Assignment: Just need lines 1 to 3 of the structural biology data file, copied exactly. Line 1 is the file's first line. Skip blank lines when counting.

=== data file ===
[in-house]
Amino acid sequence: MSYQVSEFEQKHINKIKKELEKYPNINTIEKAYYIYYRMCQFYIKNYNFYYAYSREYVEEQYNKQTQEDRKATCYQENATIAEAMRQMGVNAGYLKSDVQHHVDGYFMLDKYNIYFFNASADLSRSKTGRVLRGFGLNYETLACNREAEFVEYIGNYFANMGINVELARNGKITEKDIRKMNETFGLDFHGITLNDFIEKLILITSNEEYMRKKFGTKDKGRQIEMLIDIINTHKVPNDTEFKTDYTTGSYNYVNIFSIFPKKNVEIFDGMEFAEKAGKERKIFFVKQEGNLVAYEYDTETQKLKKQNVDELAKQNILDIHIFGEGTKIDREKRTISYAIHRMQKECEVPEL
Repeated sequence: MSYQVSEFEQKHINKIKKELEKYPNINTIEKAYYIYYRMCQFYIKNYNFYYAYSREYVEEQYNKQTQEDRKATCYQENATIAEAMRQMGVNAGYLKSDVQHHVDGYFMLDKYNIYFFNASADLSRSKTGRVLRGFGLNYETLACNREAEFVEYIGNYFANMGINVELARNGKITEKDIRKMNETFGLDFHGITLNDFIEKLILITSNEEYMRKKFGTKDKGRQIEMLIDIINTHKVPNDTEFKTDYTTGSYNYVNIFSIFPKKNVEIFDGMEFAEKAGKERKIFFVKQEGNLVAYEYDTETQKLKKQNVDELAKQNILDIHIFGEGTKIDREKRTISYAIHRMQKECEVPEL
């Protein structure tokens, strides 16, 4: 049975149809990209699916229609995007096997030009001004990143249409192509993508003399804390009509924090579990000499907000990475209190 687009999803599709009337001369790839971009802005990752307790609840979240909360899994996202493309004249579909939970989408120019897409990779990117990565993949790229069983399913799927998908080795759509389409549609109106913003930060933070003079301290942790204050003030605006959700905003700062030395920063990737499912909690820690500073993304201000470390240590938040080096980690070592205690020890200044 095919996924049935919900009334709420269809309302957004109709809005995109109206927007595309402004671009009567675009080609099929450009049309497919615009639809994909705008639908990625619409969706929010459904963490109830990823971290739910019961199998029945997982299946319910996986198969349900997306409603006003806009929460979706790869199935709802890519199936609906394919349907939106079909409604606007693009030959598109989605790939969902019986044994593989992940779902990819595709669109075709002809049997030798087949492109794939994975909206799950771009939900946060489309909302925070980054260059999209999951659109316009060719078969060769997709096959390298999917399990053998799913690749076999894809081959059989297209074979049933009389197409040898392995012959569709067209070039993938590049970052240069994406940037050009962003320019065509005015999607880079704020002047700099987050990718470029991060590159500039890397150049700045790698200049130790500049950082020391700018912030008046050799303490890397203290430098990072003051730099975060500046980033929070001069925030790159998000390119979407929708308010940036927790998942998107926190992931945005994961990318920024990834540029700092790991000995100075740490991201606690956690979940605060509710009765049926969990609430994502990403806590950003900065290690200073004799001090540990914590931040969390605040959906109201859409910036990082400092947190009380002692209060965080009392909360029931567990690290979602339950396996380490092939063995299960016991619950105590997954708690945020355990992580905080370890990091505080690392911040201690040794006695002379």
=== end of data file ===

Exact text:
[in-house]
Amino acid sequence: MSYQVSEFEQKHINKIKKELEKYPNINTIEKAYYIYYRMCQFYIKNYNFYYAYSREYVEEQYNKQTQEDRKATCYQENATIAEAMRQMGVNAGYLKSDVQHHVDGYFMLDKYNIYFFNASADLSRSKTGRVLRGFGLNYETLACNREAEFVEYIGNYFANMGINVELARNGKITEKDIRKMNETFGLDFHGITLNDFIEKLILITSNEEYMRKKFGTKDKGRQIEMLIDIINTHKVPNDTEFKTDYTTGSYNYVNIFSIFPKKNVEIFDGMEFAEKAGKERKIFFVKQEGNLVAYEYDTETQKLKKQNVDELAKQNILDIHIFGEGTKIDREKRTISYAIHRMQKECEVPEL
Repeated sequence: MSYQVSEFEQKHINKIKKELEKYPNINTIEKAYYIYYRMCQFYIKNYNFYYAYSREYVEEQYNKQTQEDRKATCYQENATIAEAMRQMGVNAGYLKSDVQHHVDGYFMLDKYNIYFFNASADLSRSKTGRVLRGFGLNYETLACNREAEFVEYIGNYFANMGINVELARNGKITEKDIRKMNETFGLDFHGITLNDFIEKLILITSNEEYMRKKFGTKDKGRQIEMLIDIINTHKVPNDTEFKTDYTTGSYNYVNIFSIFPKKNVEIFDGMEFAEKAGKERKIFFVKQEGNLVAYEYDTETQKLKKQNVDELAKQNILDIHIFGEGTKIDREKRTISYAIHRMQKECEVPEL